Segregated HIV-Positive Inmates in Alabama Prison Sue Over ‘Inadequate’ Living Conditions, Medical Care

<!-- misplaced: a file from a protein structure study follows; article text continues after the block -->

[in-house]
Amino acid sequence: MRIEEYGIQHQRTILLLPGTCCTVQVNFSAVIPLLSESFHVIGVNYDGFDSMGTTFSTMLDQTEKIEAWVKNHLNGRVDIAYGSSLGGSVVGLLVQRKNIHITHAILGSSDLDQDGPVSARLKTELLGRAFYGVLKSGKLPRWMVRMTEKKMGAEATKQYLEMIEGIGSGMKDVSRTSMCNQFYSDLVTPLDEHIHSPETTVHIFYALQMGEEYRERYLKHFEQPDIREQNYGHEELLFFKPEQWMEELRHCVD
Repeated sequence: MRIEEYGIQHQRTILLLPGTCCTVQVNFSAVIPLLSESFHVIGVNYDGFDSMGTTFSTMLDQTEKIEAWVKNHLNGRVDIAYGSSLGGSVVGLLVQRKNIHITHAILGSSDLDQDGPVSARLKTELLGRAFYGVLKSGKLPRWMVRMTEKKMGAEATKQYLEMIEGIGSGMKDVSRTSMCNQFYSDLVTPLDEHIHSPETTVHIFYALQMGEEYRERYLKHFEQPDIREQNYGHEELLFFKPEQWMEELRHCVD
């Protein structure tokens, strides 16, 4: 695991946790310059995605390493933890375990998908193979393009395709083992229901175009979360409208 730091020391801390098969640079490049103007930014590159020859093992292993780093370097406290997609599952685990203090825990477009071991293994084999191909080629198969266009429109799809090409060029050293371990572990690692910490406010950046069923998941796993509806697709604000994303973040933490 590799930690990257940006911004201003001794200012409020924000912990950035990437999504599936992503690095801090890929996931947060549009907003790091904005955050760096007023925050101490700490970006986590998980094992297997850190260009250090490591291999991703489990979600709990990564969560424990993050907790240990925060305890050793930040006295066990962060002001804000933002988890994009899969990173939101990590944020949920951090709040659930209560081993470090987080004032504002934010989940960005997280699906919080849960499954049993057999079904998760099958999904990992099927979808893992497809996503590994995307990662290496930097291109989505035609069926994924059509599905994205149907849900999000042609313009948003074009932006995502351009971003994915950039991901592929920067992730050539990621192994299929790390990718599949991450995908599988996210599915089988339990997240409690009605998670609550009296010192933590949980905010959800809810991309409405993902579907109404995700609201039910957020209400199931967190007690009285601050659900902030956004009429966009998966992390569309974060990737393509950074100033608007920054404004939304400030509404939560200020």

HIV-positive inmates at Limestone Correctional Facility in Capshaw, Ala., on Nov. 18 filed a lawsuit against the state Department of Corrections and NaphCare, the private medical provider for the state prison system, alleging "inadequate living conditions" and medical care, the Huntsville Times reports (Huntsville Times, 11/19). A special unit of the Alabama prison system at Limestone houses more than 200 HIV-positive inmates, keeping them "systematically segregated round-the-clock and excluded from programs offered to other inmates." The segregation policy was under attack for nearly 16 years until the Supreme Court last year refused to hear an appeal in which some of the inmates accused Alabama of "unconstitutional discrimination" (Kaiser Daily HIV/AIDS Report, 8/20/01). The suit, filed in U.S. District Court in Birmingham, is on behalf of inmates Eric Howard, Antonio Leatherwood, John Levins, Michael Patrick and Jerry Sanford (Associated Press, 11/21). According to David Lipman, the plaintiffs' lawyer, "at least" 41 inmates with HIV have died at the Limestone facility over the last three years -- a mortality rate more than five times the national average among other HIV-positive inmates, the Times reports. The lawsuit alleges that inmates are "housed in a dilapidated warehouse with holes in the roof, far away from the main prison." In addition, the suit says that the building is not adequately heated and is "persistently infested" with rats, birds, roaches and mosquitoes. Brian Corbett, a spokesperson for the state Department of Corrections, said that although department officials had not seen the suit, it is "a bunch of trumped up allegations that are hogwash." Officials from NaphCare did not comment (Huntsville Times, 11/19).This is part of the KHN Morning Briefing, a summary of health policy coverage from major news organizations. Sign up for an email subscription.